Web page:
Example 1:

  master> CREATE TABLE foo (a INT);
  slave>  CREATE TABLE foo (a TINYINT);
  master> INSERT INTO foo VALUES (1);

In this case, it is an error to perform the conversion unless integers can be
demoted.

New Options
===========

A new global server variable ``SLAVE_TYPE_CONVERSIONS``is introduced. The
variable is a set of elements picked from the following list:

``ALL_LOSSY``
    Conversions to a type that would mean loss of information
    is allowed. Note that this conversion does not automatically
    mean that non-lossy conversions are allowed, it just means
    that either no conversion or lossy conversions are allowed so,
    for example, enabling this conversion *only* will allow
    conversion INT ==> TINY, but *not* TINY ==> INT.

``ALL_NON_LOSSY``
    Conversions to a different type with a wider range than the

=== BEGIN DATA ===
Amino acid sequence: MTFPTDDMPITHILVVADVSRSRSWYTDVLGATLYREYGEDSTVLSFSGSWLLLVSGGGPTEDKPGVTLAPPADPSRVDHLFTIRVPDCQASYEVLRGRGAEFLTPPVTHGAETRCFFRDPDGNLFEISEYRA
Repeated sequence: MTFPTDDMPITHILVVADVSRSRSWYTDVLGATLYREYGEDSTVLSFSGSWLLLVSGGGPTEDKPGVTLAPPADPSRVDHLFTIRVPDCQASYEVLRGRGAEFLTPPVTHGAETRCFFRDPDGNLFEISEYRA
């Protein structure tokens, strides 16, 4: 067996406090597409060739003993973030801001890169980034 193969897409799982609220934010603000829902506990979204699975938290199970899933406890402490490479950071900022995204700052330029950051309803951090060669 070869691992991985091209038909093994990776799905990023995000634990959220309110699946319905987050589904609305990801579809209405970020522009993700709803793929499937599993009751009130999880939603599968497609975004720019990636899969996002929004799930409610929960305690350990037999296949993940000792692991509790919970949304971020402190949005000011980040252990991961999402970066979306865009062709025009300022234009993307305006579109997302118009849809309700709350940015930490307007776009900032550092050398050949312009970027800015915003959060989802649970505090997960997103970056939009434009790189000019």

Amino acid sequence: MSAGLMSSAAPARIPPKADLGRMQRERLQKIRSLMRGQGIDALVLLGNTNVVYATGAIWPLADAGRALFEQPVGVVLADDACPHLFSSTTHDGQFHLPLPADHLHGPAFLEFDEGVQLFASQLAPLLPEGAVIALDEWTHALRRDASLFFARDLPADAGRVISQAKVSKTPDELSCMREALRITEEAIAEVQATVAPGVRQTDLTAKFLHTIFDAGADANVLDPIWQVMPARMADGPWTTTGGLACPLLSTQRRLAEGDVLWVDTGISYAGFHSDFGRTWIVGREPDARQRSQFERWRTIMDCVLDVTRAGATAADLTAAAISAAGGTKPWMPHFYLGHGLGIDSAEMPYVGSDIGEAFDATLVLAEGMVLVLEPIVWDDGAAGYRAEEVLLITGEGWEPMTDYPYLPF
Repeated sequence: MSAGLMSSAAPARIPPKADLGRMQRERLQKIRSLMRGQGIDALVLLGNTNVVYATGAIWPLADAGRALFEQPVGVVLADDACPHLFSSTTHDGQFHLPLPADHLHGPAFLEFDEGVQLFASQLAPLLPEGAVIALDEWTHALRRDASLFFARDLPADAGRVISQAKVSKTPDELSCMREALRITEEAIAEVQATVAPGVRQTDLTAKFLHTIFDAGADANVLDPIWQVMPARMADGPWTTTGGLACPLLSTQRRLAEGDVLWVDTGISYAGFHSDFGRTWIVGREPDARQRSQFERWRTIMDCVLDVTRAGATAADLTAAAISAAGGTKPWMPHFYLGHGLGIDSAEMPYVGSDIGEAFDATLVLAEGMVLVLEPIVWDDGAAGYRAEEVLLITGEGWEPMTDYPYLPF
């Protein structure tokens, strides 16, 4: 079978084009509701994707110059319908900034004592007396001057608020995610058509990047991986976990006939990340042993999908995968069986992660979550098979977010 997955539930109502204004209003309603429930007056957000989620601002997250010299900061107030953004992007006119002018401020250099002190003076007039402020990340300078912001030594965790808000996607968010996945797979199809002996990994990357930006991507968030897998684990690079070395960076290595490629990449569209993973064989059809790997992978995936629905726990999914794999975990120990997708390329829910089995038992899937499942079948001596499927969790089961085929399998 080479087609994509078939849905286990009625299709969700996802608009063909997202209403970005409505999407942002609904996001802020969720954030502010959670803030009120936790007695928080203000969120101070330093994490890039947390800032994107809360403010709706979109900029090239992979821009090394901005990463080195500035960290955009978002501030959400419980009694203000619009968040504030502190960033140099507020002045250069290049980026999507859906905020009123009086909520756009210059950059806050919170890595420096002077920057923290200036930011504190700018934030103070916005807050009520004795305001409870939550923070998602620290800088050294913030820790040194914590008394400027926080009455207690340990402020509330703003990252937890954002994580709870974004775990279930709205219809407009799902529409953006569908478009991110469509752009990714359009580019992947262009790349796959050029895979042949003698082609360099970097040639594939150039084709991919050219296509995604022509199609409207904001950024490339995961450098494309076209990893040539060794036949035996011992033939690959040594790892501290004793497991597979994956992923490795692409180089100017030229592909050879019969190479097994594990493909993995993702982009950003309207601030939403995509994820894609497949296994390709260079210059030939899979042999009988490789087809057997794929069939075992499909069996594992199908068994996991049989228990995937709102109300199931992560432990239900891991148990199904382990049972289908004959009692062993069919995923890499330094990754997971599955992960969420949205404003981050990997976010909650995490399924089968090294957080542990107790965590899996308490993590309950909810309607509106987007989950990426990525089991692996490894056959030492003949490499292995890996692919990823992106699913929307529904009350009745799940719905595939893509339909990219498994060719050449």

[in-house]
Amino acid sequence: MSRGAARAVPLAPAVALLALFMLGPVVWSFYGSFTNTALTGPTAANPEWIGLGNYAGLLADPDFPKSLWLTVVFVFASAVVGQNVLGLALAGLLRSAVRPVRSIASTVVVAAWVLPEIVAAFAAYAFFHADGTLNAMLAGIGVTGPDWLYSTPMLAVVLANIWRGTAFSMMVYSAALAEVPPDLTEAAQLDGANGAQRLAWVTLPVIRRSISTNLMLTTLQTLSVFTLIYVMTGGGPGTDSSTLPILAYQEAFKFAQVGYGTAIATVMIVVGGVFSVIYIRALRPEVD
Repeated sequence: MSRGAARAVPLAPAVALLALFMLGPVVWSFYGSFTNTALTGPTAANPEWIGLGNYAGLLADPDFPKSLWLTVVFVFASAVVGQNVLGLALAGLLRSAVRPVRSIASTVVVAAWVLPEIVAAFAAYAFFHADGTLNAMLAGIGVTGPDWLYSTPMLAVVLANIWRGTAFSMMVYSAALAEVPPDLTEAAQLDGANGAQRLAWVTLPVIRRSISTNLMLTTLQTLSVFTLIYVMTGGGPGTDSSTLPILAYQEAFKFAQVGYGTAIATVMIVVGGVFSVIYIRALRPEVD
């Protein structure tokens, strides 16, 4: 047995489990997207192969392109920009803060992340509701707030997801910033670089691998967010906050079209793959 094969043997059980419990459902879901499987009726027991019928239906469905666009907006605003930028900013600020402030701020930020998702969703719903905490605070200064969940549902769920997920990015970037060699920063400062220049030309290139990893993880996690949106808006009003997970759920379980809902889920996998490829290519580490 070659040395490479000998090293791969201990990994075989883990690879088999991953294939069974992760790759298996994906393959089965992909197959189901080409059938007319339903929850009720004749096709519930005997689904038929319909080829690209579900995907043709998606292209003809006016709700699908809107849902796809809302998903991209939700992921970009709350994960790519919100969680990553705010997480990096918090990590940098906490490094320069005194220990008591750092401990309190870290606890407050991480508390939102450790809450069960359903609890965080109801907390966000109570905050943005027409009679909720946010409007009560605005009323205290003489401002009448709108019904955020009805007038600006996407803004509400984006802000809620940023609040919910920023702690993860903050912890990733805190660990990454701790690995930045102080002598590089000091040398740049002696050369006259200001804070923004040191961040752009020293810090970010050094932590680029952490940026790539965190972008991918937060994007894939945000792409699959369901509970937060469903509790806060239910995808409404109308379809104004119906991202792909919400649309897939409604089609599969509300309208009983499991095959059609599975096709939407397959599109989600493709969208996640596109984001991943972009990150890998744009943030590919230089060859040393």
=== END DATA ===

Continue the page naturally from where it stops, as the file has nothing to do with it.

source type is allowed.

If the set is empty, types are required to be identical (to the extend that the
implementation can detect it).  The caveat is added because, for example, since
the character set for a string is currently not replicated, it is impossible for
the slave to notice a difference in characters sets between strings on the
master and on the slave.

The default is '' (the empty set), which means that neither non-lossy nor lossy
conversions are allowed.

The slave have to be stopped and re-started for any changes to the variable to
take effect.

Examples::

  # Do not allow any conversions
  SET GLOBAL SLAVE_TYPE_CONVERSIONS = '';

  # Use both lossy and non-lossy conversions
  SET GLOBAL SLAVE_TYPE_CONVERSIONS = 'ALL_LOSSY,ALL_NON_LOSSY';

The semantics of the variable is picked to allow extensions of the variable by
introducing additional conversions. This will allow "splitting" existing
conversions by introducing new conversions that cover the original conversions.
For example, if two new conversions were introduced to allow lossy conversions
for the different types mentioned below, say ``LOSSY_INTEGER`` and
``LOSSY_STRING``, the effect would be that:

- ``ALL_LOSSY`` implies ``LOSSY_INTEGER``

- ``ALL_LOSSY`` implies ``LOSSY_STRING``